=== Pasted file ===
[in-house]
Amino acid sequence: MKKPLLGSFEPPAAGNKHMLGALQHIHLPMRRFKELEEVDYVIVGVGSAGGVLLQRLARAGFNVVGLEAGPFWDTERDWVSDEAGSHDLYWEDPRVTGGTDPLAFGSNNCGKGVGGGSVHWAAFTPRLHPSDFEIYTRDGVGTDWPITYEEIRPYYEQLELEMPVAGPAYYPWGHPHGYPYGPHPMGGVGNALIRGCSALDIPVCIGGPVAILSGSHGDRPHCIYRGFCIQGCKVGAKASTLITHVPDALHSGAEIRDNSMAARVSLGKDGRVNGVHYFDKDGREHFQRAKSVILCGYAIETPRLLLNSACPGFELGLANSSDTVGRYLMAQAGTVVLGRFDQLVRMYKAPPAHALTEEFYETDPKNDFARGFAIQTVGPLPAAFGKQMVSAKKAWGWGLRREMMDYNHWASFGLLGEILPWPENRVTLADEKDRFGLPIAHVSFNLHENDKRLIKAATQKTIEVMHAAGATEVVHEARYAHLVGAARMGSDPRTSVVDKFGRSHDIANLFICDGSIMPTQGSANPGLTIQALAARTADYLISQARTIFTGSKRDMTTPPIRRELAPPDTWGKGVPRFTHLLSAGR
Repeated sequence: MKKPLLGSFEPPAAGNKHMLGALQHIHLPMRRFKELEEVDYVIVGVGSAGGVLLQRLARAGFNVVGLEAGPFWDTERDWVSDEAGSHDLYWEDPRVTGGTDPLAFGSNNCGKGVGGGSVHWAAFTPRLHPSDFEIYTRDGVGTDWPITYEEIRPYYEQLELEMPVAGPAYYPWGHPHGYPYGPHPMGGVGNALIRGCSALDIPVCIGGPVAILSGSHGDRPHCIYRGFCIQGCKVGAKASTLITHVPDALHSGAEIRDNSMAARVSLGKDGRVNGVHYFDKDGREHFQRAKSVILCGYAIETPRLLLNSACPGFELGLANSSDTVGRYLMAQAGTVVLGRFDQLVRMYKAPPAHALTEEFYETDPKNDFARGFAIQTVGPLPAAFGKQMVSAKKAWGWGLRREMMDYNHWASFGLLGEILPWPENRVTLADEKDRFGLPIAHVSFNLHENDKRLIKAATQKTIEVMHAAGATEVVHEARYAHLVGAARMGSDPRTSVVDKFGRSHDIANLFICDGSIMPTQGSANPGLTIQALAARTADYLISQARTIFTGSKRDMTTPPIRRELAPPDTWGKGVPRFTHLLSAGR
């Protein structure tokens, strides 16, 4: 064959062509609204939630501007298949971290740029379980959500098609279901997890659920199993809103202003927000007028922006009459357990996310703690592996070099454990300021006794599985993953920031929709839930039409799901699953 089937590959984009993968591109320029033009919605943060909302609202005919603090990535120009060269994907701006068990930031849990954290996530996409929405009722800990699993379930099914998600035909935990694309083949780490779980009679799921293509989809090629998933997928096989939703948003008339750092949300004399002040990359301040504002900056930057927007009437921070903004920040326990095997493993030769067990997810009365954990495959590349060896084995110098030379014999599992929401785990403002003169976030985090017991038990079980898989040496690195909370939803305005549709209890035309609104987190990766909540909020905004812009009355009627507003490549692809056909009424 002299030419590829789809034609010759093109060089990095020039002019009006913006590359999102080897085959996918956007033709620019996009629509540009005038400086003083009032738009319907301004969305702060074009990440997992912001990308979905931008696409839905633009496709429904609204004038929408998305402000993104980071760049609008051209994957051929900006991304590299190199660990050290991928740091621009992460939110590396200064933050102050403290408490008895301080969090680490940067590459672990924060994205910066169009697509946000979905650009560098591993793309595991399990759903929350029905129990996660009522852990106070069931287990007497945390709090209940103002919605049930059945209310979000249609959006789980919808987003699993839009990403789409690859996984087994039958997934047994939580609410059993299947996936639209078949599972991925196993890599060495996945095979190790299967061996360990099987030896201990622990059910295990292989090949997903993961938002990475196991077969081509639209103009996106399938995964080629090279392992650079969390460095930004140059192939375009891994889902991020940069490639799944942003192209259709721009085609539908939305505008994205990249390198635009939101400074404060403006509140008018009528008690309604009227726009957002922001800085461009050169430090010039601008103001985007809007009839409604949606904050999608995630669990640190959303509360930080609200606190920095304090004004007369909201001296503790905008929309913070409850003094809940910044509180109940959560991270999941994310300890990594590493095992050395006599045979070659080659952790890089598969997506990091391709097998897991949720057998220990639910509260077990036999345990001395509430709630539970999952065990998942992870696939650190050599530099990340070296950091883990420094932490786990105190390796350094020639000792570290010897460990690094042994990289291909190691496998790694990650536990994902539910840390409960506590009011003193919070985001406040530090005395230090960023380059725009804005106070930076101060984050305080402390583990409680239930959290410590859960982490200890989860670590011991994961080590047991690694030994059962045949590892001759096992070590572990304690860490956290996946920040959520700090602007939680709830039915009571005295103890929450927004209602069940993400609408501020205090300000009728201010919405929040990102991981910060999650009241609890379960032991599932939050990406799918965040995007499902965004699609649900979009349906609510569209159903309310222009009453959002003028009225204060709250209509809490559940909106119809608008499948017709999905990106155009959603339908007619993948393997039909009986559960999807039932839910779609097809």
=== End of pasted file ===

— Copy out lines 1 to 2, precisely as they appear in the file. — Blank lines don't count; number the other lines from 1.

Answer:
[in-house]
Amino acid sequence: MKKPLLGSFEPPAAGNKHMLGALQHIHLPMRRFKELEEVDYVIVGVGSAGGVLLQRLARAGFNVVGLEAGPFWDTERDWVSDEAGSHDLYWEDPRVTGGTDPLAFGSNNCGKGVGGGSVHWAAFTPRLHPSDFEIYTRDGVGTDWPITYEEIRPYYEQLELEMPVAGPAYYPWGHPHGYPYGPHPMGGVGNALIRGCSALDIPVCIGGPVAILSGSHGDRPHCIYRGFCIQGCKVGAKASTLITHVPDALHSGAEIRDNSMAARVSLGKDGRVNGVHYFDKDGREHFQRAKSVILCGYAIETPRLLLNSACPGFELGLANSSDTVGRYLMAQAGTVVLGRFDQLVRMYKAPPAHALTEEFYETDPKNDFARGFAIQTVGPLPAAFGKQMVSAKKAWGWGLRREMMDYNHWASFGLLGEILPWPENRVTLADEKDRFGLPIAHVSFNLHENDKRLIKAATQKTIEVMHAAGATEVVHEARYAHLVGAARMGSDPRTSVVDKFGRSHDIANLFICDGSIMPTQGSANPGLTIQALAARTADYLISQARTIFTGSKRDMTTPPIRRELAPPDTWGKGVPRFTHLLSAGR